Property auctions are even available for HDB flats these days; and anyone can register for one. But before you buy a home at an auction, brace yourself with the right plan:
Not every home at a property auction is “going for cheap”
Contrary to what you may think, property auctions are not always a sign of desperation. Many sellers (particularly HDB sellers, now that it’s possible) choose to use auctions as a way to quickly secure a good price.
Not everyone wants to sit around for months while agents lead viewers through their home, overhearing comments like “the wallpaper is so ugly” and “why did they pick the furniture in the dark?”
So do yourself a favour, and drop the notion that everything you see at the auction will be “cheap” and therefore a good deal. You need to do as much work before hand as you would when buying normally. Here’s how to maximise your chances of finding a bargain:
1. Research the surrounding properties long before you get to the auction room
Auctions will post the listings going under the hammer, often about two weeks ahead.
Use the map on 99.co to check out the median prices in the related areas. Remember, you can’t tell if something is a good deal, if you don’t know what the price should be. While you’re at it, you’ll also want to take note of:
- Price movements over the past 10 years (if they’re all going down, what’s changing in the area?)
- The availability of units around it (more available listings means more supply, which should mean lower prices)
- The rental income over the past 10 years (even if you don’t intend to rent it out, sudden spikes in rental income can indicate something worth researching)
At the very least, compare the size and price of units surrounding the auctioned listing. When bidding, remind yourself that a bigger or equal sized unit is also available nearby – this will help you to keep some perspective when the bidding heats up.
2. Inspect the condition of the house
Sometimes, there’s a good reason why a house is so much cheaper. You might find the view is blocked by a newer development, for instance; or that the “cheap” bungalow is is more poorly maintained than an obese chain-smoker’s arteries. For landed properties in particular, the cost to renovate (or fully restore) the property can more than outweigh any savings.
If you have any friends who are contractors or interior designers, bribe them into coming along (maybe you can hire them to fix up the place later, if it’s needed). Bear in mind that the property will be staged for viewers, so a lot of maintenance issues – like leaks – may be temporarily patched.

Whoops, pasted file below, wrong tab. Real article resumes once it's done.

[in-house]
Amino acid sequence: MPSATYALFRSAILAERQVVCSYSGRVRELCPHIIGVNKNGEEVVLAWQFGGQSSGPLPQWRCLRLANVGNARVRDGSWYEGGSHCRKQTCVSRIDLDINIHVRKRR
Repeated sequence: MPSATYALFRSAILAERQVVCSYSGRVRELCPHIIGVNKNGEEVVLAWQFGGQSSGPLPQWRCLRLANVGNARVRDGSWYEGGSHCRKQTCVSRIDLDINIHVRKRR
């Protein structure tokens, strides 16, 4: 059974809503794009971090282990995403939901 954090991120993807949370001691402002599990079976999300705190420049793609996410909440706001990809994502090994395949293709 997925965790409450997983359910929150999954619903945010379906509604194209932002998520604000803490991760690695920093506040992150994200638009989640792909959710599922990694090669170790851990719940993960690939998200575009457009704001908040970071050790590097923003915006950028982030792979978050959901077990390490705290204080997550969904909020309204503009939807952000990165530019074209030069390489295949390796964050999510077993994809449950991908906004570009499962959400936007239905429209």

3. Go in with a fixed game plan
Never go into an auction just “trusting your gut”.
(Well okay, you can do that, if you’re a very seasoned property investor. But until you can read a property like a book, your instincts are wrong more often than not).
Auctions are, in essence, high pressure sales – the point is to use urgency to force you into agreeing to a price. Rather than let that happen, establish an absolute cut-off price before entering the auction. Once you’re at that price point, stop. Don’t even tell yourself you’ll bid “a little bit more” just to secure the deal; that “little bit more” is how people end up paying $100,000 over valuation.
You should also have a clear idea which properties you’re going to bid on, long before you step into the room. It’s not a shopping spree – don’t allow impulse to make you suddenly bid on a property you didn’t intend for.
4. Make sure you’re not wondering how much you can borrow, when the bidding starts
Seek Approval In Principle from banks, before you start bidding for properties. This will let you know how much you can borrow, and how much of a down payment you need to make. Never go in without have a loan pre-approved; if you make a deposit and later can’t secure a loan, you’ll waste the entire deposit.
And we’re not talking about a one per cent OTP either:
For private property auctions, you are usually required to pay five to 10 per cent of the price after a successful bid (yes, right there and then – there’s no one per cent for an OTP, four per cent two weeks later, etc.)
At any rate, you want to be free to respond and make bids during the auction. When you don’t know for sure how much you can borrow, you need to factor in more considerations when making a bid.
5. Remember that a lot of the best deals happen after the auction
Sometimes a property doesn’t meet its reserve price, and no one wins. But remember you can always negotiate directly with the seller or their agent, after the bidding’s over. In fact, some of the best deals at auctions are found after the bidding and not during.
After a bid is the best time to approach a seller, as they’ve just had a chance to see their asking price may not be realistic. And if they’re in a big hurry, they may now be in a more urgent situation than ever.
Do expect some competition however, as you won’t be the only one approaching the seller afterwards.